When the G6 was announced in 2004, I already had a G3 and, although tempted, decided not to upgrade to the G6. After a while, it seemed that the G6 was the end of the line for the G series but then the G7 was a surprise announcement in 2006. The G7 has been followed by a new G series every year from 2007 through 2010 when, once again, there was a two year gap and rumors of the G series coming to an end. Those rumors ended with the announcement of the G15 a few weeks ago.
(As a side note, the G4 and G8 model names were skipped in the past just as the G13 and G14 names have been skipped most recently. That is, there was no G4 or G8. Amusingly, the G4 and G8 are sometimes praised on Internet discussion forums for their quality and features. I expect the same praise to eventually be awarded to the G13 and G14.)
The G7 was a nice looking compact camera but did not have the articulated display screen featured in previous G series models. To my further disappointment, the G7 did not produce RAW image files. To many people, these shortcomings meant that the G7 was not a “real G”. All G models after the G7 have included RAW image capability but the articulated display screen did not return until the G11. I passed on the G7 but bought a G9, then a G12 and most recently a G1X.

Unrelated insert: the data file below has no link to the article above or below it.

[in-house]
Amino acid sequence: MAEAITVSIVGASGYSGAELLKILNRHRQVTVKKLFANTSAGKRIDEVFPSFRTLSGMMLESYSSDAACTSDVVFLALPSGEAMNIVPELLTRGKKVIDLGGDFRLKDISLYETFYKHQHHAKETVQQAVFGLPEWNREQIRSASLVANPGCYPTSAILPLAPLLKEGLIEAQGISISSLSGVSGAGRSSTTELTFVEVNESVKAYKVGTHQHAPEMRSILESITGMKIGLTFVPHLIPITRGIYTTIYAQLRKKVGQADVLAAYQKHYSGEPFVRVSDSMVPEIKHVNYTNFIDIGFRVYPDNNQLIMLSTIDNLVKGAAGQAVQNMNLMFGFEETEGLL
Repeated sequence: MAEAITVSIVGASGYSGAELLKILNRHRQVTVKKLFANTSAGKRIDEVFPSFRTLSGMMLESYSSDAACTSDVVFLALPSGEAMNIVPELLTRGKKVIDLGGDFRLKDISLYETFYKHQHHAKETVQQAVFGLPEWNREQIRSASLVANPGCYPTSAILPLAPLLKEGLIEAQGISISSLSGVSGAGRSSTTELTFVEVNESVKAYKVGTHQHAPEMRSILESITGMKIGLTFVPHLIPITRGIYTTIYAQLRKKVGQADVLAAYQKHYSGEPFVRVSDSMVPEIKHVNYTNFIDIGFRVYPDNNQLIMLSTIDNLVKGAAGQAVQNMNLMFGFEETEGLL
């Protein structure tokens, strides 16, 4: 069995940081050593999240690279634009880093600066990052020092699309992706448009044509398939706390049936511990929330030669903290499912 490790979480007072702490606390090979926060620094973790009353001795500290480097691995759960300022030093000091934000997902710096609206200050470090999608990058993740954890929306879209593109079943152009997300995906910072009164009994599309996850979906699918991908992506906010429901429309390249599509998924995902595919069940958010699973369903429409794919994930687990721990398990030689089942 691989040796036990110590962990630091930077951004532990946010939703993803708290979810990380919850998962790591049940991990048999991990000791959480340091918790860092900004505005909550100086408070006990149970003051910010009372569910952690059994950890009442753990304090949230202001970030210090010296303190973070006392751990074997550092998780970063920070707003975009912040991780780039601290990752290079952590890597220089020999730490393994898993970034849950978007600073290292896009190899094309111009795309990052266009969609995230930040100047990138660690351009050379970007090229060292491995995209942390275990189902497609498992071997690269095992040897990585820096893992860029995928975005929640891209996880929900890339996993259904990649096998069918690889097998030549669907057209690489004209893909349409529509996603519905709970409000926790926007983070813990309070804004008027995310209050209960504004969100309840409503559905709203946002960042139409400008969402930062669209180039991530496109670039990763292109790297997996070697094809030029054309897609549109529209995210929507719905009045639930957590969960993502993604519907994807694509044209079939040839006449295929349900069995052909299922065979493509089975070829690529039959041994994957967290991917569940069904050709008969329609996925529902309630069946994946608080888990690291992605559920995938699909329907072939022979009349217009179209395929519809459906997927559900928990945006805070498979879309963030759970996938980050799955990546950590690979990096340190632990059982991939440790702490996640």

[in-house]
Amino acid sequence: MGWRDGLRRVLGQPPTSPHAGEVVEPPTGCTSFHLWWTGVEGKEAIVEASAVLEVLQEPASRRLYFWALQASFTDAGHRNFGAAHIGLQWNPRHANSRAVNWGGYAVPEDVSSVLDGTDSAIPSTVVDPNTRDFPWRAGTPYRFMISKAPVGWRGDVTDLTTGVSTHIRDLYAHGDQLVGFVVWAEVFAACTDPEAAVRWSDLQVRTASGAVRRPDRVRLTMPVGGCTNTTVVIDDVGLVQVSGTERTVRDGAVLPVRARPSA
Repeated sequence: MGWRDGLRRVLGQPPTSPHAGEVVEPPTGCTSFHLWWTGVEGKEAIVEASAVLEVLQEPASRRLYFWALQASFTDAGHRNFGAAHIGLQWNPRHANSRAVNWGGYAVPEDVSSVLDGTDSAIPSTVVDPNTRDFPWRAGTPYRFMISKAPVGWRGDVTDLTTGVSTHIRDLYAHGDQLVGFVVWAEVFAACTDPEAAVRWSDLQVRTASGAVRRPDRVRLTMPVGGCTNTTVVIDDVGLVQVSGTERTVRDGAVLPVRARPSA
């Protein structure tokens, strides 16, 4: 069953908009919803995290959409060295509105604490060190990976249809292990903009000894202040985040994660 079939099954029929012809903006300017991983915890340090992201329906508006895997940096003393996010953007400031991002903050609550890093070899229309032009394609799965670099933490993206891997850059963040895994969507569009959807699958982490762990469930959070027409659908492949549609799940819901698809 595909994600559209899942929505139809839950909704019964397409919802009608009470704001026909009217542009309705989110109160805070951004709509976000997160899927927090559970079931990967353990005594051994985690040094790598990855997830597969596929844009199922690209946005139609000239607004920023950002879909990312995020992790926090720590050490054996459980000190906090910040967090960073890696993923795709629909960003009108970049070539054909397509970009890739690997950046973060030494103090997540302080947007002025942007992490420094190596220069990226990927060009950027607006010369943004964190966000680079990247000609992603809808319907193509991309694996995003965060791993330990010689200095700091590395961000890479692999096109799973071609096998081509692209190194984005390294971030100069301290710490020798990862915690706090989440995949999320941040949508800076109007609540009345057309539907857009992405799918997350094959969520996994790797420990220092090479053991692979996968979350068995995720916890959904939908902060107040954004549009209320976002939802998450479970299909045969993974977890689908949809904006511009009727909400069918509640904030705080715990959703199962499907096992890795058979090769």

My point (and yes, there is one) is that there was a two year gap between the G6 (which had an articulated display screen) and the G7 (which did not). There was also a two year gap between the G12 (which had an articulated display screen) and the new G15 (which does not). The G7 was viewed as a test of the compact camera enthusiast market. Is the G15 also a test of the market?
Fortunately, the G15 can produce RAW image files. In fact, the G15 seems to be more like a G12 that has been made more compact (by eliminating the articulated display) than it does an updated G7.
Will there be a G16? Who knows? My thinking is that Canon currently offers too many enthusiast compact cameras (G1X, G15, S110, EOS-M and an advanced EOS-M essentially announced). I expect that, depending on sales volume (of course), either the G1X or G15 will be dropped. But, as Canon has shown in the past, “dropping” a product may really mean a two year gap until the next model is announced.